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. Last Updated: 07/27/2016

Sputnik Visionary's Centennial

APSergei Korolyov
Sergei Korolyov's work and even his name were Soviet secrets until after his death in 1966.

Yet a century after his birth he is revered as a visionary who started the space age — the man who led the team that put the world's first satellite into orbit in 1957 and sent the first human into space.

His stature is burnished by the years of tragedy he suffered — years of torture, starvation and hard labor in gulags — before he became chief of the Soviet rocket program.

His daughter, Natalya, recalled that Korolyov, who was forced to mine for gold in a labor camp amid freezing cold and hunger, loathed gold for the rest of his days.

"He kept repeating: 'I hate gold,'" she said in an interview published Thursday in Rossiyskaya Gazeta, the day before the Kremlin held a meeting to honor Korolyov on the 100th anniversary of his birth.

Korolyov, an aeronautical engineer, was arrested in 1938 during Josef Stalin's Great Terror and was sentenced to hard labor for anti-Soviet activities. Stalin's henchmen broke his jaw during interrogations; he lost all his teeth, and after two years in a camp he was on the verge of death with heart and other ailments.

He only survived thanks to aircraft designer Andrei Tupolev, who asked authorities to transfer Korolyov in 1940 from his labor camp to join a design team working on new combat planes. The team worked in prison, like many other Soviet design bureaus, and it was only in 1944 that Korolyov was freed.

After the Nazi defeat, Korolyov led a team of engineers who flew to Germany to gather information on the V-2 rocket designed by Wernher von Braun, Korolyov's future rival in the U.S.-Soviet space race. Korolyov's team started by copying the German rocket, but quickly developed its own designs.

After the first Soviet intercontinental ballistic missile designed by Korolyov was put in service in 1956, Korolyov offered to use one to launch a satellite into orbit. Korolyov's deputy, Boris Chertok, recalled that the top brass opposed the idea as a distraction from the military program, but Soviet leader Nikita Khrushchev backed it.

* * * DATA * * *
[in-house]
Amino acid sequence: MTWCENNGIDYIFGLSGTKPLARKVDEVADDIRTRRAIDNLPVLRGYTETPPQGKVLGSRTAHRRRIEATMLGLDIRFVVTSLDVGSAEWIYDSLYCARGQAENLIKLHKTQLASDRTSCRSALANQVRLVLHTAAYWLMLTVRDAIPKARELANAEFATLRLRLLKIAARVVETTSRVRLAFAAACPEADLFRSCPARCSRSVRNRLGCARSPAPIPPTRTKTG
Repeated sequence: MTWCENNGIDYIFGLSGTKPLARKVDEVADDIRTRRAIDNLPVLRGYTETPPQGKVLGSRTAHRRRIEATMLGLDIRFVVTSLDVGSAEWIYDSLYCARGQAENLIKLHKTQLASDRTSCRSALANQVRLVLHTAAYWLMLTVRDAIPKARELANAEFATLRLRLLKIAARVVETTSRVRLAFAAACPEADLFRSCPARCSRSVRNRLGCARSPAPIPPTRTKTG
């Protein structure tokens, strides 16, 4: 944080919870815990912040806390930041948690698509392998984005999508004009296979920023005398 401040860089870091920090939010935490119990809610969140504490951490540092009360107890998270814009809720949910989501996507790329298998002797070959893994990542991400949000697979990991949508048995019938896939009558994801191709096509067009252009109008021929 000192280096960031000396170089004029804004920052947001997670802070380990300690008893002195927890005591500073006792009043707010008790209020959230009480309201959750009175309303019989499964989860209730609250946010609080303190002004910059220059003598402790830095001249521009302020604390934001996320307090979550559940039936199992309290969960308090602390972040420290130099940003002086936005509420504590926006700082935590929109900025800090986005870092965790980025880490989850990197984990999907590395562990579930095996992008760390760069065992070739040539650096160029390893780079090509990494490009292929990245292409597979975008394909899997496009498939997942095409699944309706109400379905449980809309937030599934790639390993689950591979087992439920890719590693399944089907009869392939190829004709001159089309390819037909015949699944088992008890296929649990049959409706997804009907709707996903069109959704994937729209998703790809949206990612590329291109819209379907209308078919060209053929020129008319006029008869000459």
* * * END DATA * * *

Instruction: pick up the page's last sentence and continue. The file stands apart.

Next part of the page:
"Korolyov was primarily a designer gifted with a rare insight, but he also was an excellent organizer," Chertok said at a news conference Thursday. "He realized that any big project requires a huge amount of organizational work."

When Korolyov became aware of U.S. plans to launch the first American satellite in 1958, he shelved a project of a complex and heavy satellite in the works and opted to build a simple version quickly. On Oct. 4, 1957, Sputnik opened the Space Age.

Korolyov's name was only known to Soviet leaders and a narrow circle of space workers; anonymity that sometimes made him sad.

"We are like miners — we work underground. No one sees or hears us," he said in a conversation recalled by his daughter.

Rossiyskaya Gazeta said Khrushchev twice rejected an offer from the Nobel Prize Committee to nominate the man who designed Sputnik and the spacecraft that carried the world's first human, Yury Gagarin, into space on April 12, 1961.

"We can't name one single person. It's the entire people building the new technology," Khrushchev said, the newspaper reported.

Korolyov's daughter said Korolyov was superstitious — opposing launches on Mondays and barring women from the launch pad. He also carried two small coins in his pocket and was very distressed when he did not find them on the day they took him to a hospital in January 1966.

Days later, he died of a heart attack during surgery just after turning 59.

It was the official obituary which first told the Soviet people — and the rest of the world — who Korolyov was.

His death dealt a crushing blow to the Soviet moon program, which collapsed in a series of booster explosions while the United States sent Neil Armstrong on his moonwalk in 1969.

"Our successes would have been much greater if Korolyov lived longer," Chertok said.